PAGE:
A study led by the University showed that quantities of light used in everyday street lighting permeated all areas of the water column.
The global expansion of coastal cities could leave more than three quarters of their neighbouring seafloor exposed to potentially harmful levels of light pollution.
A study led by the University of Plymouth (UK) showed that under both cloudy and clear skies, quantities of light used in everyday street lighting permeated all areas of the water column.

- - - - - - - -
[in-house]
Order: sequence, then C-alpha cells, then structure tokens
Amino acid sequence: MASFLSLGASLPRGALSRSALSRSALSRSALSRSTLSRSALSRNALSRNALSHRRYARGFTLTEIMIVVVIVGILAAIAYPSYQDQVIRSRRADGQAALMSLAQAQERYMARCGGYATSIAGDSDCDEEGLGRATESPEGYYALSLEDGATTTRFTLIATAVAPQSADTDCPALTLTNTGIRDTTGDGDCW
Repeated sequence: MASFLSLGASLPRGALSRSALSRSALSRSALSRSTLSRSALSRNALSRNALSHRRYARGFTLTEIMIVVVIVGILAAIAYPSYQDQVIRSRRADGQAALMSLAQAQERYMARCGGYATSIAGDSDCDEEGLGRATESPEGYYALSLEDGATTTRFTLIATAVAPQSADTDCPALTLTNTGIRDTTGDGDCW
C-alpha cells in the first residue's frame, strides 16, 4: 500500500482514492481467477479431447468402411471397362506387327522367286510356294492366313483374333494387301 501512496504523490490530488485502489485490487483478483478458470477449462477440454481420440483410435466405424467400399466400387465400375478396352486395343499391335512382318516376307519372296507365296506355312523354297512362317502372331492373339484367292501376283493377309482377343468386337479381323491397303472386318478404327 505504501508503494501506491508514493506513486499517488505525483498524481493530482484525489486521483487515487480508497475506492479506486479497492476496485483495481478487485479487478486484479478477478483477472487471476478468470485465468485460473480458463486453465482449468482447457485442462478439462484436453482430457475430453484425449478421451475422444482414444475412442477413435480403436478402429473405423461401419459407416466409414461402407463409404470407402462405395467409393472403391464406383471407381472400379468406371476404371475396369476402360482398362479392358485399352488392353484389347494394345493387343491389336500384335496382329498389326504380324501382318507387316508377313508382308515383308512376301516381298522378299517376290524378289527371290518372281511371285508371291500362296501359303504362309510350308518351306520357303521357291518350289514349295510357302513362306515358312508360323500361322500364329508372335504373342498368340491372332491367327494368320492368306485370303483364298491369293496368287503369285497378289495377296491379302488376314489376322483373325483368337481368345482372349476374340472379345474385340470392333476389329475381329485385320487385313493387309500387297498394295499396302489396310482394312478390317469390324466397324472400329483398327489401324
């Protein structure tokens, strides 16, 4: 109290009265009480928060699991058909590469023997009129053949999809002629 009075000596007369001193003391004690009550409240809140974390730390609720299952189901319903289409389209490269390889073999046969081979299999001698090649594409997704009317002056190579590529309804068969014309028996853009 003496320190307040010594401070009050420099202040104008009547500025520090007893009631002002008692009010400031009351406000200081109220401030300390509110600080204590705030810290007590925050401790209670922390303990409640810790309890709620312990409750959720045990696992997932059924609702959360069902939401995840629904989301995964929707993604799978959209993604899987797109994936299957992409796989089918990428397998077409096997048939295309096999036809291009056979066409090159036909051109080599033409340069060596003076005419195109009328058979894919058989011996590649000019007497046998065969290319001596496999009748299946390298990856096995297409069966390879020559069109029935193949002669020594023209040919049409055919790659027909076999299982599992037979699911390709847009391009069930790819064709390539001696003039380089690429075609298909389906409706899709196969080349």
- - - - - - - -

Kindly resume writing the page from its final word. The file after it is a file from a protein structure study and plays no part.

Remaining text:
This could pose a significant threat to coastal species, with recent research also involving the University showing that the presence of artificial skyglow can disrupt the lunar compass that species use when covering long distances.
However, the current study found that the colour of the wavelengths shone at the surface had a marked effect on how much biologically important light pollution reached the seafloor.
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